In Richard Wright’s 1951 article “I Choose Exile,” he describes his life in France that, according to him, is free from the overt racism he faces as a matter of routine in America. Unlike other surveilled writers of his time, he makes it clear that he has chosen exile voluntarily. It is of intense interest to me that he explains that there is nothing of America that he misses, and “barring war or catastrophe” plans to remain in exile for the rest of his life. It is difficult for me to believe that having spent the first 38 years of his life in his “native land” there are no family, friends, favorite places, restaurants, music, even kindred spirits, that he does not miss. However, I understand that he states this to explicate his point and juxtapose the racist landscape of America, to the freedom and picturesque setting of France. Wright states, “I love freedom, and I tell you frankly that there is more freedom in one square block of Paris than there is in the entire United States of America!” Was he knowingly employing hyperbole with this statement, and other statements similar to this?

As an astute and well-traveled man, it is hard to believe that he saw France as idyllic as he describes. A safe haven during a tumultuous time in America, especially for African Americans? Yes. However, he could not have believed that France was a scenic paradise, free from all traces of racism. Wright goes on to posit, “Yes, some people need more freedom than others, and I am one of them.” One could see this as a gentle chastising of other African Americans who seemingly content with their lot, would continue under the oppressive regime of whites in America, while he, who needs freedom, chooses to travel many hundreds of miles to obtain the freedom he speaks of.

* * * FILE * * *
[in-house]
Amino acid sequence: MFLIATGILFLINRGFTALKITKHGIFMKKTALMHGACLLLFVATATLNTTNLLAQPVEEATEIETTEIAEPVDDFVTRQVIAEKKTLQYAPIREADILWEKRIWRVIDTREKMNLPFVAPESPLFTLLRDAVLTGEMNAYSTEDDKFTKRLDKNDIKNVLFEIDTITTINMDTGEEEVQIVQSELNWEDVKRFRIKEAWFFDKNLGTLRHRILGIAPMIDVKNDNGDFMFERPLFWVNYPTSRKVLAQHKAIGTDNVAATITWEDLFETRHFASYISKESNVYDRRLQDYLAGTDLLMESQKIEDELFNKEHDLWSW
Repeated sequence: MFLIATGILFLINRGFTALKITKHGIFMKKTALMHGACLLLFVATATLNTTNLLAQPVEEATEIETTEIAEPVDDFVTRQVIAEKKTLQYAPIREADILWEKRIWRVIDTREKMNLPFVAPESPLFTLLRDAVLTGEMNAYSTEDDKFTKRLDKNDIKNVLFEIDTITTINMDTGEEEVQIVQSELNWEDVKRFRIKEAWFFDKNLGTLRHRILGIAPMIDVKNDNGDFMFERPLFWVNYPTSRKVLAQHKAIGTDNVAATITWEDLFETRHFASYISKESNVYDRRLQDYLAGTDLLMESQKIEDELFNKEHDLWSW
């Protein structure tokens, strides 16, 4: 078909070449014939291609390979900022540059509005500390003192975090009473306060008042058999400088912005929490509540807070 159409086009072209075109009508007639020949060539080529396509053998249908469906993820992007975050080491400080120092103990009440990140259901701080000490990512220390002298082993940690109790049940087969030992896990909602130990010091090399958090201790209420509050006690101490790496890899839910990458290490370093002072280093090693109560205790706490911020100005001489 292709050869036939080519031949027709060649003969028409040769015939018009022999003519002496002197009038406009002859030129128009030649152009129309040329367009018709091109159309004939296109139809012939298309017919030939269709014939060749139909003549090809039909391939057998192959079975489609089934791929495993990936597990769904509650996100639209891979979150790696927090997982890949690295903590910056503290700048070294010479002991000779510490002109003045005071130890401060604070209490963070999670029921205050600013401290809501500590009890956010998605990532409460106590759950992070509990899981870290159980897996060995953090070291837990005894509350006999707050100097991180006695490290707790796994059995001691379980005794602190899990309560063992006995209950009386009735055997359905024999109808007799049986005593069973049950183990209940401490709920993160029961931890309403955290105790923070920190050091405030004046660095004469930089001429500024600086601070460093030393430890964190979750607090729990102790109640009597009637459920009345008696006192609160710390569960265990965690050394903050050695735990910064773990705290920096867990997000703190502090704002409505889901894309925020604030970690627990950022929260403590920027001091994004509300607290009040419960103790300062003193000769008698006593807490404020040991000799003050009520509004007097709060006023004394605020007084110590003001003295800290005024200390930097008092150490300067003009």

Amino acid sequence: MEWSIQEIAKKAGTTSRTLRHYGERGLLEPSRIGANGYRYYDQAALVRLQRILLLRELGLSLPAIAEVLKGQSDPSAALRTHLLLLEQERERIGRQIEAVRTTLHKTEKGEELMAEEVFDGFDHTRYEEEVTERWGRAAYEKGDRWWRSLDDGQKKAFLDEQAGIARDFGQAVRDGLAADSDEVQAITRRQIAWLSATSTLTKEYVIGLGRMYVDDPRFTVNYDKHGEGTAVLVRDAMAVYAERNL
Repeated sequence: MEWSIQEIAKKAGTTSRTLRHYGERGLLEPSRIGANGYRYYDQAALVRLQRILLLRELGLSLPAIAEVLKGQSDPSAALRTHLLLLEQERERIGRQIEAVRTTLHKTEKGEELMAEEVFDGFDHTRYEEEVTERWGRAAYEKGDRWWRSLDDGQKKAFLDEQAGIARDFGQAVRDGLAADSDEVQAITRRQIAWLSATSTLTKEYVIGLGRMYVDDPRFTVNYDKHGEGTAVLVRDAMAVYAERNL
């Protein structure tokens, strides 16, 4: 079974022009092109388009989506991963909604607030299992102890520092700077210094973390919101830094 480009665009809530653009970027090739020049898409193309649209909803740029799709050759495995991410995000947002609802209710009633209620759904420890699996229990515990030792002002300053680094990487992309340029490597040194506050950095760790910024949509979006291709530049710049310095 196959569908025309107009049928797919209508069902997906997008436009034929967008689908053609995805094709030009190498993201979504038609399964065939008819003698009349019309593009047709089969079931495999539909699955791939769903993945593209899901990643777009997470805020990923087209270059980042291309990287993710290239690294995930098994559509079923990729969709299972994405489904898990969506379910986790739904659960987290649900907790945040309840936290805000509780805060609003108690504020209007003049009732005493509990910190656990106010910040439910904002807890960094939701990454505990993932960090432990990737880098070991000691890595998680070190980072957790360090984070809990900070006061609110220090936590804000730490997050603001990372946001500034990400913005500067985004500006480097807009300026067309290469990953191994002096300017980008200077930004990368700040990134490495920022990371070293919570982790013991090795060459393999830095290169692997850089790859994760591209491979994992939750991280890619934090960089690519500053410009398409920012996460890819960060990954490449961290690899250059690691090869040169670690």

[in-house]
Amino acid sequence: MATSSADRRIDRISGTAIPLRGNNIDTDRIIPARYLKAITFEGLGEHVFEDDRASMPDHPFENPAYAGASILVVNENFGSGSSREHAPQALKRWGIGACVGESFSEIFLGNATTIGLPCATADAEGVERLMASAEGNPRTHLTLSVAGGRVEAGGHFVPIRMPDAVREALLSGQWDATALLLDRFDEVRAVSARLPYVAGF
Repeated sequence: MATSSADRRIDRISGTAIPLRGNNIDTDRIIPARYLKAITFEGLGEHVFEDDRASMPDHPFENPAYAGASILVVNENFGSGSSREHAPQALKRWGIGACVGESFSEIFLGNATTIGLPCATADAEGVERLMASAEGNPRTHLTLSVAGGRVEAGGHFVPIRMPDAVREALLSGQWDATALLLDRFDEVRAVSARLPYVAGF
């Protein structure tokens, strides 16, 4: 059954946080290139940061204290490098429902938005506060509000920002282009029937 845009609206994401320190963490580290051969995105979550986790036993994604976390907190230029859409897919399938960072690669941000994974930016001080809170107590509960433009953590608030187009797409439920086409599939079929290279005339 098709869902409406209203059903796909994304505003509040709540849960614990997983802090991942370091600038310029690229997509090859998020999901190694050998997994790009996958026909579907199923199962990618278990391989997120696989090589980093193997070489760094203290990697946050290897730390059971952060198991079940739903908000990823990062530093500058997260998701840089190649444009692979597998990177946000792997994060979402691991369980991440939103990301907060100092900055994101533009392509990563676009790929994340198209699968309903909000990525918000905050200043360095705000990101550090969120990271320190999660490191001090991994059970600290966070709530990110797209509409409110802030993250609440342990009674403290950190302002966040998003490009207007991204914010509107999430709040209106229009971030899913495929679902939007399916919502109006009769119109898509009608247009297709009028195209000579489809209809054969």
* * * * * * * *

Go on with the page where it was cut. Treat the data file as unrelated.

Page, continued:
Though he experiences years of racial segregation, Wright reveals that it was an event in 1946 that concretizes his decision to leave America, possibly forever. “Fed up” with living in the city, he decided to pursue his desire to purchase a home in New England. He was confident that he will be able to purchase a property in the location where “Hawthorne, Emerson, and Thoreau [had] sprung from that stubborn but free soil.” His confidence is buoyed by the fact that he has the ability to purchase a home with $6,000.00 cash. He sensed an uneasiness in the real estate agent upon making an offer. His suspicion was confirmed days later when it was revealed that “the white owner did not want to sell his house to a Negro.” While one might expect that an incidence of violence would have precipitated such a drastic change, according to Wright, it was his inability to live where he chose that caused him to immediately announce to his wife “This is the first of April. We are leaving America on the first of May. Take the child out of school. Put the furniture in storage. Buy tickets for Paris. We’re through here.” This piece gives insight into the man beyond just the revered and celebrated writer. While Wright did reveal some of his desires and vulnerabilities perhaps previously unknown to his audience, I question his veracity in his claims as to why he left, and exactly what he found when he arrived in France.